Use this URL to cite or link to this record in EThOS: http://ethos.bl.uk/OrderDetails.do?uin=uk.bl.ethos.519917
Title: Domestic demand response to increase the value of wind power
Author: Hamidi, Vandad
Awarding Body: University of Bath
Current Institution: University of Bath
Date of Award: 2009
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Abstract:
This thesis describes a new method to evaluate the value of wind power combined with domestic demand response. The thesis gives a brief overview of current domestic demand management programmes, and highlights the demand response and its current application. Such technology has conventionally been used for different purposes, such as frequency regulation, and to minimize the spot electricity prices in the market. The aim is to show whether such technology may become useful to make the renewables, and in particular wind power more interesting for investors. An assessment framework based on generation scheduling is developed to quantify the value of wind power. A further important aspect of value of wind power is the impact of intermittency on overall reliability of the system. This necessitates increasing the spinning reserve level which will increase the production cost. The changes in the spinning reserve level has been investigated in this thesis and it has been shown that how different forecasting errors may change the overall value of a windfarm over its lifetime. One of the most important aspects of a system containing demand response, is the availability of demand response. A load modelling package is developed to show the potential for demand response in a real system from domestic sector. With every increasing the concerns with regard to future of generation mix in Britain, this work has proposed over 72 scenarios for the future of generation mix in Britain and the impact of demand response to increase the value of wind power in 2020 has been investigated. The assessment framework is enhanced by showing that how the value of wind power combined with domestic demand response may change by changes in emission price, and cost of demand response. This will show the degree of feasibility of such system in which demand response is treated like a commodity.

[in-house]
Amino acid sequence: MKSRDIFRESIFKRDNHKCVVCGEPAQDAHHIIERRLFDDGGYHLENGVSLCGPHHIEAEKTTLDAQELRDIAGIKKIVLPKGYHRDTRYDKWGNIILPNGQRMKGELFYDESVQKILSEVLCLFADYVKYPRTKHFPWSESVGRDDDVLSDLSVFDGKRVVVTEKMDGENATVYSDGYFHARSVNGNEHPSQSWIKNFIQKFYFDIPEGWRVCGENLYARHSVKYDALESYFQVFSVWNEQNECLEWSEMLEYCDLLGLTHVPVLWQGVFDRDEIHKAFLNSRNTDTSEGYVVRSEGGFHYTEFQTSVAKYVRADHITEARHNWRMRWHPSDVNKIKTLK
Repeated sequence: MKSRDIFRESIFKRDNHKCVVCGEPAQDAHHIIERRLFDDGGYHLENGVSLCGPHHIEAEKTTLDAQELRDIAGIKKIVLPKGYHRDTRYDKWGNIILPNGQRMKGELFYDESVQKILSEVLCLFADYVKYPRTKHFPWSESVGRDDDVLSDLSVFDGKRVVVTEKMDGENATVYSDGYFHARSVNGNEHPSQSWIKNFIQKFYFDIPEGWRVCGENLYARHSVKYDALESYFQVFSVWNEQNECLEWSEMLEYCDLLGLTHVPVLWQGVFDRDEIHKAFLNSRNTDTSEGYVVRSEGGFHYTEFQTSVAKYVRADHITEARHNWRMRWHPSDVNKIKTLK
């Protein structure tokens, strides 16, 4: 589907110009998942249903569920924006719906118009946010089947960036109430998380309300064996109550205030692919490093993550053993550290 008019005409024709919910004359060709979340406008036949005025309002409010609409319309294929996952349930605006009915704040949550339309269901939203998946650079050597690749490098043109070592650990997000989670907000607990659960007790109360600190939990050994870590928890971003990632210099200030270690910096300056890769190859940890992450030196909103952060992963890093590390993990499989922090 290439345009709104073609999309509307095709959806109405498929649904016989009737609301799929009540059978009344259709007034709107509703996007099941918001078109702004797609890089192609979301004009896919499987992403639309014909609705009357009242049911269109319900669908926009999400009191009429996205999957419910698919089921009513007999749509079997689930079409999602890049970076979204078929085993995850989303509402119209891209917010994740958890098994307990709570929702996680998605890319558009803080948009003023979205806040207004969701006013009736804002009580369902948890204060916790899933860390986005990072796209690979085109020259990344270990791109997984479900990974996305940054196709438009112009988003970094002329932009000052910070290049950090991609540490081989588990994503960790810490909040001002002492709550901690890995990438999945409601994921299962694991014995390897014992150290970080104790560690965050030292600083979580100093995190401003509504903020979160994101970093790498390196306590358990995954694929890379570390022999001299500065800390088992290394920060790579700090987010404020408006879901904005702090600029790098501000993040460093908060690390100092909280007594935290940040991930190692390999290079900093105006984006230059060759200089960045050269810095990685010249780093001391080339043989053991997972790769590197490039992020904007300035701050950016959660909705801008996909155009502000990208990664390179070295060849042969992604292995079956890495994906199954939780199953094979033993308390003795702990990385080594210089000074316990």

Supervisor: Not available Sponsor: Not available
Qualification Name: Thesis (Ph.D.) Qualification Level: Doctoral
EThOS ID: uk.bl.ethos.519917  DOI: Not available
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